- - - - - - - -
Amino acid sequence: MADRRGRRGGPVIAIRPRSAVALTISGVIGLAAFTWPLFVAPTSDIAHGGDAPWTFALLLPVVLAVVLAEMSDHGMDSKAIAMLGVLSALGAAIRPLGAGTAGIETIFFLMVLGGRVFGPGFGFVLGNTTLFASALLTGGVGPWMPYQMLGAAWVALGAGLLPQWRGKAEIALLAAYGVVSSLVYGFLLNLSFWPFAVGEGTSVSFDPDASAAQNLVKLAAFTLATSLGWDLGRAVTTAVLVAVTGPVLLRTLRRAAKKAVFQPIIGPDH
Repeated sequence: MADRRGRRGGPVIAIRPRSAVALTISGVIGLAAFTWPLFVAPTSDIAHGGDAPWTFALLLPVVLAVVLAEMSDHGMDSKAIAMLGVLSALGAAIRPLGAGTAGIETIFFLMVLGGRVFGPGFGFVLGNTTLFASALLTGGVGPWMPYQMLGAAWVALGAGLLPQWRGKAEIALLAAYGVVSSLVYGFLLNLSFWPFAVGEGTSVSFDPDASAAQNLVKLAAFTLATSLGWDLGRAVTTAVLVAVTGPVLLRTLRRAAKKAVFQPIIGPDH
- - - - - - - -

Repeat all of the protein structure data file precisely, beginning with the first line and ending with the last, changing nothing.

Amino acid sequence: MADRRGRRGGPVIAIRPRSAVALTISGVIGLAAFTWPLFVAPTSDIAHGGDAPWTFALLLPVVLAVVLAEMSDHGMDSKAIAMLGVLSALGAAIRPLGAGTAGIETIFFLMVLGGRVFGPGFGFVLGNTTLFASALLTGGVGPWMPYQMLGAAWVALGAGLLPQWRGKAEIALLAAYGVVSSLVYGFLLNLSFWPFAVGEGTSVSFDPDASAAQNLVKLAAFTLATSLGWDLGRAVTTAVLVAVTGPVLLRTLRRAAKKAVFQPIIGPDH
Repeated sequence: MADRRGRRGGPVIAIRPRSAVALTISGVIGLAAFTWPLFVAPTSDIAHGGDAPWTFALLLPVVLAVVLAEMSDHGMDSKAIAMLGVLSALGAAIRPLGAGTAGIETIFFLMVLGGRVFGPGFGFVLGNTTLFASALLTGGVGPWMPYQMLGAAWVALGAGLLPQWRGKAEIALLAAYGVVSSLVYGFLLNLSFWPFAVGEGTSVSFDPDASAAQNLVKLAAFTLATSLGWDLGRAVTTAVLVAVTGPVLLRTLRRAAKKAVFQPIIGPDH